Akvopedia has launched a new water and sanitation portal on sustainability. Developed by Akvo in collaboration with IRC International Water and Sanitation Centre, the portal provides simple outlines of sustainability frameworks, such as the IRC’s Triple-S framework, as well as the FIETS approach, which was developed by the Dutch WASH Alliance and takes into account five key areas of sustainability – financial, institutional, environmental, technical and social. These key areas have been chosen as the five pillars of the portal’s main page.
Web site: www.akvopedia.org/wiki/Sustainability_Portal
Left to right: Radu Ban (Bill and Melinda Gates Foundation), Babar Kabir (BRAC) and Bernadette Blom (Goodwell Investments), panelists at the workshop Making Sustainable Business out of Sanitation. Photo: Peter McIntyre
The business case for sanitation in developing countries is testified by the thousands of small scale entrepreneurs springing up to tackle problems of open defecation and process faecal waste and urine.
Will these businesses be profitable and sustainable? Can they address the huge scale of the problem? Will they address the issues in rural areas as well as urban areas? These questions are much harder to answer.
The evidence from an event at the International Water Week leading up to the Sarphati Sanitation Award was mixed. The workshop Making Sustainable Business out of Sanitation, showed a high level of innovation and enthusiasm for businesses to address two of the most intractable public health and environment issues of our age – the 2.5 billion people who don’t have access to safe hygienic toilets and sanitation, and how to deal with human waste.
Mapping sustainability assessment tools to support sustainable water and sanitation service delivery, 2013.
Authors: Julia Boulenouar, Ryan Schweitzer and Harold Lockwood. Water Services That Last.
This paper reviews five different sustainability assessment tools that are currently in use for programme monitoring of WASH interventions. The selected tools all have a developed framework that has each been pilot tested and produces an objective and quantifiable output (e.g., final score or percentage) that can be used to trigger improvements to programme design or take remedial actions. The review team found a larger number of tools in circulation, but did not include those limited to one particular technology or to the organisational aspects of sustainability.
Celebration of the past and present, while strategising for the future of the Sustainable Sanitation Alliance (SuSanA) on 31 August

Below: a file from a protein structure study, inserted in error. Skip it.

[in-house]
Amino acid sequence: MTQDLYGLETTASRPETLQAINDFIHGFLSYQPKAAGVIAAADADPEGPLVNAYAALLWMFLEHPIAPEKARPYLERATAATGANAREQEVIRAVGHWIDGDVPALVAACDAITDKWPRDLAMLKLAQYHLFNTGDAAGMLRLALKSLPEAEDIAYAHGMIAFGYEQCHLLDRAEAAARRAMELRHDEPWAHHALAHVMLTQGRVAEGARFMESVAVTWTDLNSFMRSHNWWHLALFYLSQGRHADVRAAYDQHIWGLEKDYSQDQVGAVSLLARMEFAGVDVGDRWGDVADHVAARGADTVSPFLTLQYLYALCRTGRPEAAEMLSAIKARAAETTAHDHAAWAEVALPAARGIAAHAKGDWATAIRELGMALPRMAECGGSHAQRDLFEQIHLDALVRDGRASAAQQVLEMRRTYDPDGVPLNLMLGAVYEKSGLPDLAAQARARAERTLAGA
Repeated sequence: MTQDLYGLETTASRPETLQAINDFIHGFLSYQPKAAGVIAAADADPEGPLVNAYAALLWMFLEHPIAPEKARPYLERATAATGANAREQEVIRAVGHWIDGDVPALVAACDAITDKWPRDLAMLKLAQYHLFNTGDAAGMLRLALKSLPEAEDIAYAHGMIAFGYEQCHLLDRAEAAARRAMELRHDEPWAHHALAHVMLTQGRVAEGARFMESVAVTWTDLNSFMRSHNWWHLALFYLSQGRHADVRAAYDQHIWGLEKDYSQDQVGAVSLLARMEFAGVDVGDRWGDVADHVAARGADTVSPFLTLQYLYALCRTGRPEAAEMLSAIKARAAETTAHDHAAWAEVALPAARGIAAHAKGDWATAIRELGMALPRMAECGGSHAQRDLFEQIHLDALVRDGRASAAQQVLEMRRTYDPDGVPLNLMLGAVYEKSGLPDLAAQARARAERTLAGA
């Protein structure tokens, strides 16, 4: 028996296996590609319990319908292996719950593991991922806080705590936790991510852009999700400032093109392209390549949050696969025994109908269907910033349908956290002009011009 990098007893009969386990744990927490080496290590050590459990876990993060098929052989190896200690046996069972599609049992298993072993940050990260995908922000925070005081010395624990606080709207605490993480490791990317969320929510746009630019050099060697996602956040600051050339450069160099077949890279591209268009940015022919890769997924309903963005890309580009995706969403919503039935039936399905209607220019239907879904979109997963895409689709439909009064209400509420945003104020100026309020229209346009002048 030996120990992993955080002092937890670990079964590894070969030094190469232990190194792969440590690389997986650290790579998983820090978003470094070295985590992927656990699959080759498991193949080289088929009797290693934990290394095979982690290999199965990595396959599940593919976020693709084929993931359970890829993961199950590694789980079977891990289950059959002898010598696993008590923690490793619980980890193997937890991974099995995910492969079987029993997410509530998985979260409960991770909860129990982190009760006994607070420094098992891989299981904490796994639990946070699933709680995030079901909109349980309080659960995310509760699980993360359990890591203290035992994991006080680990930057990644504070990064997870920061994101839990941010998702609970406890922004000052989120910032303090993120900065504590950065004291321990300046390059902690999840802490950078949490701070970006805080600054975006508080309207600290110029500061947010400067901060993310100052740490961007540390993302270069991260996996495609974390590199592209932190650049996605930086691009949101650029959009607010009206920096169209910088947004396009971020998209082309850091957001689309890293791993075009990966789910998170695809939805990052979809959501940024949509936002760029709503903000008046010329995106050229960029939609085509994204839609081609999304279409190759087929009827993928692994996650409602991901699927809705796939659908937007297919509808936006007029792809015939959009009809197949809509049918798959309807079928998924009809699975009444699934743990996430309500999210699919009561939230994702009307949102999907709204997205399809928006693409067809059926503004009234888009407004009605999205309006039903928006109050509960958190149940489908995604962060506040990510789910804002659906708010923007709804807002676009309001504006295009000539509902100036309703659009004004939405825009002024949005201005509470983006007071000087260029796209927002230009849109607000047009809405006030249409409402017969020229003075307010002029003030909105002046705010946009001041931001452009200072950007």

Be part of one of the most vibrant Alliances in the sanitation sector and participate in the 17th SuSanA meeting being held in Stockholm on the Saturday before the World Water Week 2013.
The 17th SuSanA meeting is open to all who believe in sustainable sanitation solutions and the systems approach to sanitation. This year’s SuSanA meeting in Stockholm will be a celebration of achievements of SuSanA and its members and partner organisations, in particular of this year’s Stockholm Water Prize Laureate, Dr Peter Morgan, who will be attending the meeting for a few hours.
Another achievement to be celebrated is the recognition by the UN of the World Toilet day, started by the WTO in 2001, which is one of the founding organisations of SuSanA. With respect to the future, we will be having stimulating yet maybe controversial discussions about future initiatives, opportunity areas and ways in which SuSanA can be used effectively by its members to support their work in the sanitation sector.
USAID and Rotary International adopt innovative sustainability monitoring tool | Source: Harold Lockwood, Water Services That Last – August 12, 2013 |
This is great news and fantastic to see USAID adopting and promoting this approach which aims to really track and better understand the underlying causes of poor sustainability in the WASH sector. Sustaining WASH services is complex and dependent not only the hardware (the pumps, latrines and pipes), but also a range of the so-called software elements, for example reliable management entities, long-term external support and monitoring, adequate financing and so on. Measuring coverage is one thing, looking at functionality is also a useful proxy, but if we really want to know where the pinch-points are and how something so seemingly simple as water flowing out of a tap can fall down, it requires a comprehensive and powerful tool.
This is just what USAID and Rotary International have developed with the new Sustainability Index Tool, or SIT, which has just been released and is available for download on the WASHPlus website here. The tool was developed by Aguaconsult over a period of more than a year and a half and has been tested in three country programmes, with a further two countries being rolled out in the coming months.